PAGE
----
Mammothwing is a doom band based out of Nottingham, UK. They’re a brand new trio to the scene, and I would have missed them had it not been for my relentless browsing of internet music sites. I liked the album cover, which is an album trait that dictates more often than not what I choose to listen to. The cover has that rustic color scheme painted with a Roger Dean kind of alien landscape, which I’m a sucker for. That doesn’t always mean the music is just as good, but I was relieved when Morning Light opener “Cosmic Vagabond” rolled with a shimmering thud through my speakers.
This album has been out since the end of last year, but I just had to include it in this year’s review rotation – it’s that good. And at 35 minutes playing time, you don’t need to strain the limits of your attention span. Morning Light is a brief but potent mash up of doom metal and psychedelic blues. And Mammothwing seems to understand how to keep the right balance between both aspects of their sound while remaining spontaneous. There are moments during the album where the band is in love with the sound of their instruments. Riffs swell and hum and buzz in a drugged, wallowing fashion like sunlight trying to break through the yellow dampness of an autumn swamp. Soulful blues-leads dribble like raindrops over a drought-ridden hillside. Cymbals splash like water over rocks of drooping moss. The vocals moan and groggily soar like the wails of an over-worked farmer singing about the pits of his depressive state.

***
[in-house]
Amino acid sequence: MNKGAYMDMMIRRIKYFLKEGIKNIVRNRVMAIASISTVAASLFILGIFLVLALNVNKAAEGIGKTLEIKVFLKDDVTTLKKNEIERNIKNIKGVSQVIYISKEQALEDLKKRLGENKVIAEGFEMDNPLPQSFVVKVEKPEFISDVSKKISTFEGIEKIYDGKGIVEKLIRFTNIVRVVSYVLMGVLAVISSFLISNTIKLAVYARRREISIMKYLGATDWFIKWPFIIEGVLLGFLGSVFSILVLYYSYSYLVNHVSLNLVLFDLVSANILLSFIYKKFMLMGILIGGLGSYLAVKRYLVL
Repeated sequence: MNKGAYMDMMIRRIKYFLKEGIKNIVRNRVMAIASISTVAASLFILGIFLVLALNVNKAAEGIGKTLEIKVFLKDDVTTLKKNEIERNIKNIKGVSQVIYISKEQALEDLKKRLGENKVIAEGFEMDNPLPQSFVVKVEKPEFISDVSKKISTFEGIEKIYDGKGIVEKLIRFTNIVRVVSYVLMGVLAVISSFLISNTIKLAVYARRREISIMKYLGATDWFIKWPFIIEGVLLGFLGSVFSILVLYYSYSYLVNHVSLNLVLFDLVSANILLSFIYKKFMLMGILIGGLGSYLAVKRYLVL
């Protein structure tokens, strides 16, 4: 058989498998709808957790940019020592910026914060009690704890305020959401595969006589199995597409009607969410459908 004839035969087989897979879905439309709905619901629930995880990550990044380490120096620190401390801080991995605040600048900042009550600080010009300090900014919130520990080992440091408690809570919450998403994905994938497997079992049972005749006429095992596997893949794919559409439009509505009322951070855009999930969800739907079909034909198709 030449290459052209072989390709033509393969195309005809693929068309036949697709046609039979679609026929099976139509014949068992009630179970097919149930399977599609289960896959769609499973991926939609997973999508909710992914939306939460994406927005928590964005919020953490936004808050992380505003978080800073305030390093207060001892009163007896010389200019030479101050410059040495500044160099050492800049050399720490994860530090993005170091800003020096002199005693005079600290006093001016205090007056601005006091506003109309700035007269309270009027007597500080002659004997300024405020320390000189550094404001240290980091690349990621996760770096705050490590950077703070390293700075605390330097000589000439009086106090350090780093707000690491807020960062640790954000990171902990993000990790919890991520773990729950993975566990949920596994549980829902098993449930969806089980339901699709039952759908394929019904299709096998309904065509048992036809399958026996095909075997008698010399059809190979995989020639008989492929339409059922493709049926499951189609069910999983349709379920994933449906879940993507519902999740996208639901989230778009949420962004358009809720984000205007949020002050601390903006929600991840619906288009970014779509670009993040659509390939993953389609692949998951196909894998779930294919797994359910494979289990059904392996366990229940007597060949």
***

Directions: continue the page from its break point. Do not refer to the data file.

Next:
This is music that’s driven more by musical mood swings than disciplined composition. Sometimes the band is content to ride a soft, slow groove and sometimes they collect themselves for a gigantic swell of doom. Sometimes they want to pick up your spirits with rousing blues and other times they want to kill your optimism with moping stoner jams. But there’s never a moment on this when I feel like the band loses emotional merit. This album is all feels and very little structure. Just listen to that chorus in “Black Woman.” I haven’t heard something sound so loose, so drenched in slothfulness and yet so powerfully dramatic. “Blaaaaack womaaaaaan, won’t you take this blue boy hoooooome!” Chills…
Anyone who’s into the stoner sound would enjoy this. I find it to be a doom album that most successfully incorporates a classic blues sound without muddying up the emotive command that sincere blues music incorporates. This is Black Sabbath meets Buddy Guy. This is Electric Wizard meets Robert Johnson. This is apocalyptic slabs of metal meets rickety porch Delta twang. It’s a broken man’s broken heart as he gazes into the swampy brown waters of the Styx. And it’s glorious.
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